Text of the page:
Tanks a lot, pal

Who’s Got the Best Tank, and Why (Jan 6th entry)

Strategy Page has a good rundown on the top tanks in the world. In short, here’s the list:

  1. US M1A2 Abrams
  2. German Leopard 2A6
  3. British Challenger 2
  4. Israeli Merkava 4
  5. South Korean Type 88/120
  6. Japanese Type 90
  7. French LeClerc
  8. Russian T-80UM2
  9. Chinese Type 98 (no, not this one)
  10. Russian T-90

I know that a lot of people will debate this list, but go check the SP post for the reasoning behind it. Not only the tank itself, but the training and combat experience of crews were taken into consideration, as was the overall system that the tank is part of.

For instance, it’s pointed out that British crews in Challengers, with some combat experience, would probably outfight German crews in Leopards, even thought the German tank is maybe even superior to the US M1. US crews, meanwhile, would outfight nearly anyone in any tank if they had the technical gadgetry that today’s Army puts into the field.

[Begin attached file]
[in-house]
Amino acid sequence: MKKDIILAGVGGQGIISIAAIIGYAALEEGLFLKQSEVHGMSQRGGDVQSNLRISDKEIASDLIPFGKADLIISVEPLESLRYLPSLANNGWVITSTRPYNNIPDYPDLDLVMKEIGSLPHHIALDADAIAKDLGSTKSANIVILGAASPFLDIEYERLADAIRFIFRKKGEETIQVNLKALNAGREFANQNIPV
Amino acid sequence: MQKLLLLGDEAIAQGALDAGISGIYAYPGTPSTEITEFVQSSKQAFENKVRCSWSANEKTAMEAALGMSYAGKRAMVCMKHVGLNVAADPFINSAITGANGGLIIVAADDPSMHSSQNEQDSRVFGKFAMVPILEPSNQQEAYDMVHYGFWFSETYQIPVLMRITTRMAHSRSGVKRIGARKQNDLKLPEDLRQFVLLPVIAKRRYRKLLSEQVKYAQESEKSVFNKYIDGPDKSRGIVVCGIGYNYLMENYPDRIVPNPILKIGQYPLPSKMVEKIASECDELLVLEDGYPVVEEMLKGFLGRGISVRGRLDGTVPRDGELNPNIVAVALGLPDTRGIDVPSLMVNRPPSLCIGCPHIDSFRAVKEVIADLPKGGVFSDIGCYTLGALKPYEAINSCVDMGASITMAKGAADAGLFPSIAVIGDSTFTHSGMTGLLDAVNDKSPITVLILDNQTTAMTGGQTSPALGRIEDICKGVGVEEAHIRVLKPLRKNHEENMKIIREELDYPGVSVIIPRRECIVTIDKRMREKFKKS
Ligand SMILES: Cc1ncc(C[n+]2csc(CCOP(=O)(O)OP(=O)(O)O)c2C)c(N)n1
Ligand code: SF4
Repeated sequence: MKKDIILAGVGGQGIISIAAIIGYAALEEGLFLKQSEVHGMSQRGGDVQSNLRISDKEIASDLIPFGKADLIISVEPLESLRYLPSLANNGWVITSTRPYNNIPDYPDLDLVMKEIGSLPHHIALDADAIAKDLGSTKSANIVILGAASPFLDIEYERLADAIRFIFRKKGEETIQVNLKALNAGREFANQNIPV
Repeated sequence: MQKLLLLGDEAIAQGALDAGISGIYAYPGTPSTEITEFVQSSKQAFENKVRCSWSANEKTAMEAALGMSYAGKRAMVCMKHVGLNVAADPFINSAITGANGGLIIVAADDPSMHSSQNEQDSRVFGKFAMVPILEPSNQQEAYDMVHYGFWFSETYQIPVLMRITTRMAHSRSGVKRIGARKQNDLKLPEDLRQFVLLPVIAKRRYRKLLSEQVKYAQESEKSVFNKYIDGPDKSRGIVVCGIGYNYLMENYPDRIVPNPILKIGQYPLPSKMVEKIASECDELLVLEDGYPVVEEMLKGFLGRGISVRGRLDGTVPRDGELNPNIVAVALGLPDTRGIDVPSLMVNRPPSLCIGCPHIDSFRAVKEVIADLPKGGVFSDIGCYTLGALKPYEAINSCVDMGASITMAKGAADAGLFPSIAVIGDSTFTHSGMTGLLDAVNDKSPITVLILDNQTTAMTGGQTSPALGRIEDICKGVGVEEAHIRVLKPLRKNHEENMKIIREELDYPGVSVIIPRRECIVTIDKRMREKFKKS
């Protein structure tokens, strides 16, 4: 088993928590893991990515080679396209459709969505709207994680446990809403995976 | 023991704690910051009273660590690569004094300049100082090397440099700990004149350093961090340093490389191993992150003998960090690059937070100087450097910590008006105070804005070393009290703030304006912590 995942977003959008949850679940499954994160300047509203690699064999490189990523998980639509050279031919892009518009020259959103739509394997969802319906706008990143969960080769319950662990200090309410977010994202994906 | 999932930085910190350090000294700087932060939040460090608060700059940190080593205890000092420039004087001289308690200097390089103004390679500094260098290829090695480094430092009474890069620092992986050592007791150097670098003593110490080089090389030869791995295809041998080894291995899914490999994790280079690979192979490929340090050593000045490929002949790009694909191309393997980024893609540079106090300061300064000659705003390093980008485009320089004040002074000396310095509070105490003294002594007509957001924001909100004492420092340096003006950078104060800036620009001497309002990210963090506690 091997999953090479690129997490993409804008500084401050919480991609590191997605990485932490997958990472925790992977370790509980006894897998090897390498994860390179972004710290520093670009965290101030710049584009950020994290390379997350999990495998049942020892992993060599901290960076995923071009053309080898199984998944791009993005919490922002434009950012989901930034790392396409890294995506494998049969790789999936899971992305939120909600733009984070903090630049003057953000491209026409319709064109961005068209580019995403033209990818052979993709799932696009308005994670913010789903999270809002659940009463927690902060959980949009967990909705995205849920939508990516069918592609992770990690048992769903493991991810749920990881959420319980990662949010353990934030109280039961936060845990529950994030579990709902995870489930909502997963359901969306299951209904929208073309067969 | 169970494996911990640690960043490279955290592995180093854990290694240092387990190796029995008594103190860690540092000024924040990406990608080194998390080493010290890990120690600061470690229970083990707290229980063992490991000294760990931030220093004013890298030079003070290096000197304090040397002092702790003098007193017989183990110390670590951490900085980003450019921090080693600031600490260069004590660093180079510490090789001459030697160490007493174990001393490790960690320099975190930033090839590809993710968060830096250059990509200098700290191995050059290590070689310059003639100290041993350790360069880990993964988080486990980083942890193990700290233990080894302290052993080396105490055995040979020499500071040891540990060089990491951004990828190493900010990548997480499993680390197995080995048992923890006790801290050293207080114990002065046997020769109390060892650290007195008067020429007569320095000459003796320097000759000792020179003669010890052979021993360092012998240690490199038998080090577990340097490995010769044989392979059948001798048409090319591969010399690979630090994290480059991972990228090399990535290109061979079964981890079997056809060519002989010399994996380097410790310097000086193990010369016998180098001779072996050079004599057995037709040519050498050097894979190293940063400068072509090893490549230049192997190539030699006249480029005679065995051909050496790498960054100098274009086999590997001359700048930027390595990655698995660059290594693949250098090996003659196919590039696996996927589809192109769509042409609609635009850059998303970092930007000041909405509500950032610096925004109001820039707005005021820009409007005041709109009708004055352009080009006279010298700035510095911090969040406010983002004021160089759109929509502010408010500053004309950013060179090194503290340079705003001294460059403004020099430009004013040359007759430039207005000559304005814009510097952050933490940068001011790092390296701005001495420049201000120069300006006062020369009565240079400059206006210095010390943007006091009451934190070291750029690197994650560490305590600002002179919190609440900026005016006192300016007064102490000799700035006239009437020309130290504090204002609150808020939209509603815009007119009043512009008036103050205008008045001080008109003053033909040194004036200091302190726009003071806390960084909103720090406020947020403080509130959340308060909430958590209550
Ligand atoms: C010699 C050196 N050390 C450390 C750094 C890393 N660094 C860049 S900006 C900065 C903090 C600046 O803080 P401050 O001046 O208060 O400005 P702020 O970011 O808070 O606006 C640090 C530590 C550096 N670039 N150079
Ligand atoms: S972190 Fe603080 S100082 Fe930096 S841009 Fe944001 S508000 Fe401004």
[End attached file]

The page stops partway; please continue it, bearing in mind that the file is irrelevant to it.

1. Yeah. Yeah. Although the title is ‘Who’s Got the Best Tank, and Why’ it’s really more of a ‘Which tankers don’t you want to meet on the battlefield’ as it takes the training programs, crew experience, and surrounding systems into consideration. And why even have these lists if we all don’t sit around and argue about them?

  2. SP mentions that the South Korean tank project was run by the same management team that ran the M-1 project. The M-1 development had delays and cost overruns that are typical for the Pentagon. Because it was so high profile, an extensive investigation was conducted. The biggest factor causing delays and overruns, was a single civilian bureaucrat in the Pentagon who never moved paperwork from his in-basket to his out-basket. The South Koreans promulgated two special rules for the Type 88/120 project. (1) Failing to move paperwork to your out-basket by the scheduled date was made a firing-squad offense. (2) Any decision that was not made in a timely manner would be passed directly to the President of South Korea. The Type 88/120 came in on time and under budget.